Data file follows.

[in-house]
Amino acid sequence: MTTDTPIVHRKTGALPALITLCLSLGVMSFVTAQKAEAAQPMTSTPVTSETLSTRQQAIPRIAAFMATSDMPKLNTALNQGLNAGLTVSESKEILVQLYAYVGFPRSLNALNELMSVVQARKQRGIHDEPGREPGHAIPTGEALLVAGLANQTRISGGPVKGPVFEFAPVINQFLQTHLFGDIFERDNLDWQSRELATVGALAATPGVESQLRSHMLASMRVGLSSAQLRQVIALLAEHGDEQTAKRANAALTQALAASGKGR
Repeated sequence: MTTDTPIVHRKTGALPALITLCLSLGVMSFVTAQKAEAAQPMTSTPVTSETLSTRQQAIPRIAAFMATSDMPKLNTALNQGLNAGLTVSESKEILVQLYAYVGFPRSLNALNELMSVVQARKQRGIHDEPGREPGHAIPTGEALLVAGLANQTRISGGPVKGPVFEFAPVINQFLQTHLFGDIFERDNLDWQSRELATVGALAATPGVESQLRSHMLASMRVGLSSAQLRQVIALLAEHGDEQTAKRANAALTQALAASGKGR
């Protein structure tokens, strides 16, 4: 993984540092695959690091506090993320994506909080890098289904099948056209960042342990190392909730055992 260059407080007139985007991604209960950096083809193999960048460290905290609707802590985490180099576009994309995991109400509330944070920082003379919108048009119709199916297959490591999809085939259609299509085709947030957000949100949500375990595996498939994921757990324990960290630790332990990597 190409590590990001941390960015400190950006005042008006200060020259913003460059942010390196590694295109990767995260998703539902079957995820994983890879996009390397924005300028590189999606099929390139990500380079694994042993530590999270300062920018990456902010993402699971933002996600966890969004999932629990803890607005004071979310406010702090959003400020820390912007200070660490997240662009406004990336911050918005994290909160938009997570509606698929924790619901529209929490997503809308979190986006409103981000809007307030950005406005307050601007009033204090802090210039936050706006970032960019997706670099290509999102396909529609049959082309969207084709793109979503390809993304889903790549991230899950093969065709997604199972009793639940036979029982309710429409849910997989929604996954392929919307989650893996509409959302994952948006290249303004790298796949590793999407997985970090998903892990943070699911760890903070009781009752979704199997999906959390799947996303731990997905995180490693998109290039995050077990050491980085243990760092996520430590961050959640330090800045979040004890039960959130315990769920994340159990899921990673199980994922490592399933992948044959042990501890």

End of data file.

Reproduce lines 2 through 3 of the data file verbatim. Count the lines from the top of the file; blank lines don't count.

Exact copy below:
Amino acid sequence: MTTDTPIVHRKTGALPALITLCLSLGVMSFVTAQKAEAAQPMTSTPVTSETLSTRQQAIPRIAAFMATSDMPKLNTALNQGLNAGLTVSESKEILVQLYAYVGFPRSLNALNELMSVVQARKQRGIHDEPGREPGHAIPTGEALLVAGLANQTRISGGPVKGPVFEFAPVINQFLQTHLFGDIFERDNLDWQSRELATVGALAATPGVESQLRSHMLASMRVGLSSAQLRQVIALLAEHGDEQTAKRANAALTQALAASGKGR
Repeated sequence: MTTDTPIVHRKTGALPALITLCLSLGVMSFVTAQKAEAAQPMTSTPVTSETLSTRQQAIPRIAAFMATSDMPKLNTALNQGLNAGLTVSESKEILVQLYAYVGFPRSLNALNELMSVVQARKQRGIHDEPGREPGHAIPTGEALLVAGLANQTRISGGPVKGPVFEFAPVINQFLQTHLFGDIFERDNLDWQSRELATVGALAATPGVESQLRSHMLASMRVGLSSAQLRQVIALLAEHGDEQTAKRANAALTQALAASGKGR